Nizhny Novgorod region takes the lead in international cooperation
The Nizhny Novgorod region is located in the center of the European part of Russia. This does not prevent the region from building an efficient network of international economic relations.
The Nizhny Novgorod region is one of the first Russian regions that began to actively develop international relations after the collapse of the USSR. Since 1991, the city, formerly known as Gorky, became an open city for foreigners.
The regional center of the industrialized territory sits on the intersection of most important transportation routes that connect European parts of the country between themselves, as well as with the Urals and Siberia. It is no coincidence that some time ago the city was considered as a potential capital of Russia.
Back in Soviet times, there was a good industrial basis created there, primarily related to the defense industry and mechanical engineering. The most developed areas of the region, in terms of production, except for the Nizhny Novgorod are Arzamas and Kstovsky districts and the city of Dzerzhinsk.
If there are pros, there are cons as well. In the region, there are over a dozen single-industry towns, the economies of which should be strengthened with diverse industries. This requires serious investment, including private ones.
Attracting them and at the same time discovering and mastering foreign markets can be possible through active work with international partners.
"Generally, foreign investors are very interested in the economic potential of Russia. I would give several key reasons for this. First, Russia has a relatively large abundance of energy resources and this is well known. However, it also has vast, under-performing, agricultural potential, one of the world's largest well educated adult labour pools, one of the largest European consumer markets (whether by GDP or population) and one of the highest commercial real estate growth rates and disposable incomes. All of these factors are happening at a time of low/stagnant growth and investment opportunities in the developed world, growth in energy demand and food, and investors are searching for highly educated/skilled workers. It is possible that investors may find it all in Nizhny Novgorod," Barrie Hebb, a Canadian economist told Pravda.Ru.
The region's main trade partners are now non-CIS countries. According to the Nizhny Novgorod Customs, in January-September, their share in turnover made up 85.6 percent, including exports - 70 percent and imports - 96.1 percent.
The largest recipients of Nizhny Novgorod products are Ukraine (14.4% of total exports), Brazil (10.2%), Finland (6.3%), Azerbaijan (6.1%) , Germany (5%) , Uzbekistan (3.7 %) and Poland (3.4 %).
Imports mainly arrive from Germany (21.3% of total imports), China (14.1%), Italy (7.5%), South Korea (6%), France (5.6%), the Czech Republic (5%) and Poland (3.7%).
It is obvious that Europe and the former Soviet Union continue to play a crucial role in shaping up the turnover of the region. The EU mainly consumes raw materials, but the first position on the export of products in the CIS belongs to the products of the region's engineering companies. In relations with non-CIS countries, the region has a negative balance, but it is positive in relation to the countries of the Commonwealth.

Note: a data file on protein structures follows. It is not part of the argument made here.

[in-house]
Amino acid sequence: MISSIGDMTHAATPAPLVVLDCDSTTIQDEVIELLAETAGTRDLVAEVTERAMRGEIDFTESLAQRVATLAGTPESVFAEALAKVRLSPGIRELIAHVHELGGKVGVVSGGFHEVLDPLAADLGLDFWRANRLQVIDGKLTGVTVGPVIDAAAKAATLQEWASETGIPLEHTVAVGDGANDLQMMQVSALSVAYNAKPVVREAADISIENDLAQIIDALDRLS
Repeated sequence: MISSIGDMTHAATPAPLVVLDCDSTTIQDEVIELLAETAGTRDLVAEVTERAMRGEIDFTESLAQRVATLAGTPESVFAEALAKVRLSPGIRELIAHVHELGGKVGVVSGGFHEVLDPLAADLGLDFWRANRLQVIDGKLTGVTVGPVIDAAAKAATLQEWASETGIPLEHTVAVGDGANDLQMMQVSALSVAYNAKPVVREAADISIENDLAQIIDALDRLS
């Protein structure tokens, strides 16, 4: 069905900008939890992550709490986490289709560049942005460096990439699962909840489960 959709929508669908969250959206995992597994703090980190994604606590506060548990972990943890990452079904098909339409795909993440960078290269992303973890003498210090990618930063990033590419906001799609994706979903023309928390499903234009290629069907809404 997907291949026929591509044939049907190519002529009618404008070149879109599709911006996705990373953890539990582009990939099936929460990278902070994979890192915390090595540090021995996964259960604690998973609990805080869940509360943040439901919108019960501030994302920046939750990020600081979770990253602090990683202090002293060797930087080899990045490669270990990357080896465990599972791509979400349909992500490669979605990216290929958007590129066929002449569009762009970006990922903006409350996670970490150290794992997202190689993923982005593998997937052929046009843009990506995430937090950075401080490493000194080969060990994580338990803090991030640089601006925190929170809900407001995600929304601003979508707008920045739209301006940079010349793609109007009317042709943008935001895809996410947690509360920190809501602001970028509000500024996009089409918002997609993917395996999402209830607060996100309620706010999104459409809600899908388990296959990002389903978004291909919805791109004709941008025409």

Russia's WTO membership allows to change the structure of trade flows and increase the presence of products of processing industries on the regulated market of the European Union.
In late November, a delegation from Lithuania visited Nizhny Novgorod with a clear intention to expand existing economic and cultural ties.
For the first six months of 2013, the turnover of the Nizhny Novgorod region with Lithuania increased by 35.5 percent and amounted to 22.9 million dollars. However, Lithuania only profits from this: the export of Nizhny Novgorod products decreased by 17.9 percent, to 7.9 million, whereas import increased twice to $15 million.
The Lithuanians position their country as a convenient platform for doing business with accessing the EU market. Nizhny Novgorod develops trade relations with Lithuania's neighbors - Belarus. The country, a member of the Customs Union, took the third place on the total turnover of all trade partners of the Nizhny Novgorod region.
The establishment of joint venture companies by the companies of the Nizhny Novgorod region in the areas close to most attractive markets should contribute to the promotion of domestic products. In turn, the region is of interest to foreigners both as a market for consumer goods and as a gateway to other regions of the country. Nizhny Novgorod can take advantage of that, becoming an element of industrial supply chains and gaining profit for its budget from it.
The fact that such opportunities exist was proved in September, during the international business summit. The summit ended with the signing of over 20 agreements worth more than 74 billion rubles, which is comparable to the annual budget of the region. Investment will come into real estate, automotive industry, petroleum chemistry and medicine.